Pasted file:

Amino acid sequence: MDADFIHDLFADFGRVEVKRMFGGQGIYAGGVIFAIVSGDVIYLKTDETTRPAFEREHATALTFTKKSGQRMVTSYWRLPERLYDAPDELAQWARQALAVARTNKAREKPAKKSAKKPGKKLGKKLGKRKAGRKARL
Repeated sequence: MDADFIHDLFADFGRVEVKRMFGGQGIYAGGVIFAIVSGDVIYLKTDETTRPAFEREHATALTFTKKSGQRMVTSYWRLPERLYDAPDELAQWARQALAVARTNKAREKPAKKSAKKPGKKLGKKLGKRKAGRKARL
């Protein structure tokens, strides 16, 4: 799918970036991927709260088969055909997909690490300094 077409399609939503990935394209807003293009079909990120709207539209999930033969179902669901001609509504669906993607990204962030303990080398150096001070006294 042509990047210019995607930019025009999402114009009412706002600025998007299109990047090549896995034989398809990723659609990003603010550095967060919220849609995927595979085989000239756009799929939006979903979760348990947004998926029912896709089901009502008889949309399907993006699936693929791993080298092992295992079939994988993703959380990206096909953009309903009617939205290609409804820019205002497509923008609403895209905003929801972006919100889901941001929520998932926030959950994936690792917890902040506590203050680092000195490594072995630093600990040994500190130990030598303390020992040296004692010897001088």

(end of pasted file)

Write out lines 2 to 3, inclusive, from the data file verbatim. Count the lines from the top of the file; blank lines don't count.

Repeated sequence: MDADFIHDLFADFGRVEVKRMFGGQGIYAGGVIFAIVSGDVIYLKTDETTRPAFEREHATALTFTKKSGQRMVTSYWRLPERLYDAPDELAQWARQALAVARTNKAREKPAKKSAKKPGKKLGKKLGKRKAGRKARL
């Protein structure tokens, strides 16, 4: 799918970036991927709260088969055909997909690490300094 077409399609939503990935394209807003293009079909990120709207539209999930033969179902669901001609509504669906993607990204962030303990080398150096001070006294 042509990047210019995607930019025009999402114009009412706002600025998007299109990047090549896995034989398809990723659609990003603010550095967060919220849609995927595979085989000239756009799929939006979903979760348990947004998926029912896709089901009502008889949309399907993006699936693929791993080298092992295992079939994988993703959380990206096909953009309903009617939205290609409804820019205002497509923008609403895209905003929801972006919100889901941001929520998932926030959950994936690792917890902040506590203050680092000195490594072995630093600990040994500190130990030598303390020992040296004692010897001088």